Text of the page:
You Can’t See the Wal-Mart For the Trees
It’s a pretty city. They seem to like wide boulevards, seem to have height restrictions on retailers’ signs and seem to like a lot of trees. So far, it’s been a bit like living in Niagara Falls. Tourists flock from around the globe but as a resident, you learn how to avoid them by staying away from the tourist attractions.
I’ve found my Mail Forwarder in Green Cove Springs, Camping World of St. Augustine, the Ponce de Leon Mall – a starving-to-death structure with Belk at one end, JCPenney at the other and a virtual vacuum in between – and of course, Wal-Mart. Wal-Mart is Wal-Mart on the inside, but this has to be one of the nicest exteriors I’ve ever seen.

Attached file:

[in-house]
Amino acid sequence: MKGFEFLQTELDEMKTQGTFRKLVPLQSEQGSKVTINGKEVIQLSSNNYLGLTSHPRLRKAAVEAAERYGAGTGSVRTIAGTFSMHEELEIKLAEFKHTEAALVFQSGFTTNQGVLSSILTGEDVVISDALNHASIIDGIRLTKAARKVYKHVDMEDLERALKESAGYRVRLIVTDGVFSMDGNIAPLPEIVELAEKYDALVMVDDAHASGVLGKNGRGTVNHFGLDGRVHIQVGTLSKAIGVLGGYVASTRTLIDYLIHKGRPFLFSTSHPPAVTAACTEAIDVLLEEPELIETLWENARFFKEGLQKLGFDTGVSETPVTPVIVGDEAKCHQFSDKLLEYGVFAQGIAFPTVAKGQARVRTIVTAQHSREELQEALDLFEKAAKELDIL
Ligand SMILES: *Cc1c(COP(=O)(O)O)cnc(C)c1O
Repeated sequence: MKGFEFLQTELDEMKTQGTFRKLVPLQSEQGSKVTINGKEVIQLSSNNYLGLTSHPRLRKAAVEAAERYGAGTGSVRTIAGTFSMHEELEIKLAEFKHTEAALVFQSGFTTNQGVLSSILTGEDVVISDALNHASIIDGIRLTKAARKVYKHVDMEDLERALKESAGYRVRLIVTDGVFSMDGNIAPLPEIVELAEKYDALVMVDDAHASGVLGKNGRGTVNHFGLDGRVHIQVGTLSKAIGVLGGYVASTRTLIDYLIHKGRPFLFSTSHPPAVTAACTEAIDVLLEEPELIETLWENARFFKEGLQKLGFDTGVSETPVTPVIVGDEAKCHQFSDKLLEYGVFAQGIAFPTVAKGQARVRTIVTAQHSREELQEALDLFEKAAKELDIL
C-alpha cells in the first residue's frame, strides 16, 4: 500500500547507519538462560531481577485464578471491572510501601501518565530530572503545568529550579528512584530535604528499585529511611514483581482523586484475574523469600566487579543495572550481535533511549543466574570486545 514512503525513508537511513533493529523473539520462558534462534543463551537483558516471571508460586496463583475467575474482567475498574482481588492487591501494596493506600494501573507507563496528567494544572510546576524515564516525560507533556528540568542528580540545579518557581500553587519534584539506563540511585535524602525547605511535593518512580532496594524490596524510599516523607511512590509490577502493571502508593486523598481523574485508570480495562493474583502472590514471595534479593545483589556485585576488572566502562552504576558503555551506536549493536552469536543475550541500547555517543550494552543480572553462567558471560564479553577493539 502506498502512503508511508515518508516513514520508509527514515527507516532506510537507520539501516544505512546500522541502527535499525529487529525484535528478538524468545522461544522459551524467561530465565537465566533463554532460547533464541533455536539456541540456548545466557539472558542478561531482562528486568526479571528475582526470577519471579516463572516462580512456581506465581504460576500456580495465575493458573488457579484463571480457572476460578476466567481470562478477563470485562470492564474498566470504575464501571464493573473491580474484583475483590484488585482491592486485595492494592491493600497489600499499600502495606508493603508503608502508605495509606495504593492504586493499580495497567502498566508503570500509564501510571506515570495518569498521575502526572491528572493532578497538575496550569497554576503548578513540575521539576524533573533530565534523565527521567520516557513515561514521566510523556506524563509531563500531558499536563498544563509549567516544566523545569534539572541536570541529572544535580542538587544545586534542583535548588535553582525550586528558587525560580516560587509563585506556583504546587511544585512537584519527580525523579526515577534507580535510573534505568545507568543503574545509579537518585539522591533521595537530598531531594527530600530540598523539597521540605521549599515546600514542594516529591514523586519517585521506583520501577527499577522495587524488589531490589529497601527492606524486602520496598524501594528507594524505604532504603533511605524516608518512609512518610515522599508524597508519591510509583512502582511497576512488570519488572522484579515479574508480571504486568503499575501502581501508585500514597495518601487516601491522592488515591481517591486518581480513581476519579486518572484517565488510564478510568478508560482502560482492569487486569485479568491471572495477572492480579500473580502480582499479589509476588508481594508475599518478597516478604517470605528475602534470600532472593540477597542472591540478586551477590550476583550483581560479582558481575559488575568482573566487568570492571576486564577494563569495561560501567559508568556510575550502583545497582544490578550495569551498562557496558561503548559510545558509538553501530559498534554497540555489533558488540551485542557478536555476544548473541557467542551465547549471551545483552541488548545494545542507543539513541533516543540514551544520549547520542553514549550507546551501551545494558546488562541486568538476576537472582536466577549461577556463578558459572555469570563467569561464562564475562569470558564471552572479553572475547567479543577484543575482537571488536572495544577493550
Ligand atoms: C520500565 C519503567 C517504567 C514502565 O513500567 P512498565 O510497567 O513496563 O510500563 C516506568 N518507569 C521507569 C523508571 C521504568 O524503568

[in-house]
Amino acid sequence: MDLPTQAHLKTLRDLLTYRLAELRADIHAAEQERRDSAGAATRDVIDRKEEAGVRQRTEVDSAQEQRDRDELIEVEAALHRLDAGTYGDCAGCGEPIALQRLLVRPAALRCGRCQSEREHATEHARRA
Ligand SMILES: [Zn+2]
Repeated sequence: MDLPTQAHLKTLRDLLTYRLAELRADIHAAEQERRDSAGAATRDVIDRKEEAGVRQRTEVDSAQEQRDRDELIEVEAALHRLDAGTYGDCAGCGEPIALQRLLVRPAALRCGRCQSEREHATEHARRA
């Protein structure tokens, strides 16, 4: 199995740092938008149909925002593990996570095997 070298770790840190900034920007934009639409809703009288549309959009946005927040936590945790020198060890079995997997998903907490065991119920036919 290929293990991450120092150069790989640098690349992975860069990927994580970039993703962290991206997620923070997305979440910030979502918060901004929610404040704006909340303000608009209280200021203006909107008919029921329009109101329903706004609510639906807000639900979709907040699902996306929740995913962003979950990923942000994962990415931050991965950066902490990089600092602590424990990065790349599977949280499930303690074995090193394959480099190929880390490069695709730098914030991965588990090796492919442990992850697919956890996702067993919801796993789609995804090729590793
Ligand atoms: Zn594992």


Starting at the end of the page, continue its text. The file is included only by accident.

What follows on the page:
What I haven’t seen yet include the St. Augustine Beach, the Old City and most importantly, The Premium Outlets of St. Augustine. The beach… meh. It’s hot here. Even in the camper it’s hot because at this park I’m paying for my own electricity to run the a/c; each site is metered. I can improve my tan by opening up the lounge chair beside the camper, where I can step inside when it gets too hot.
The beach? During the winter, there’s probably more yankees than people standing shoulder to shoulder to sweat and gaze upon a landscape that’s not snow-covered. This is Florida. It’s July. Salt water to cool off? I’ll pass, thanks.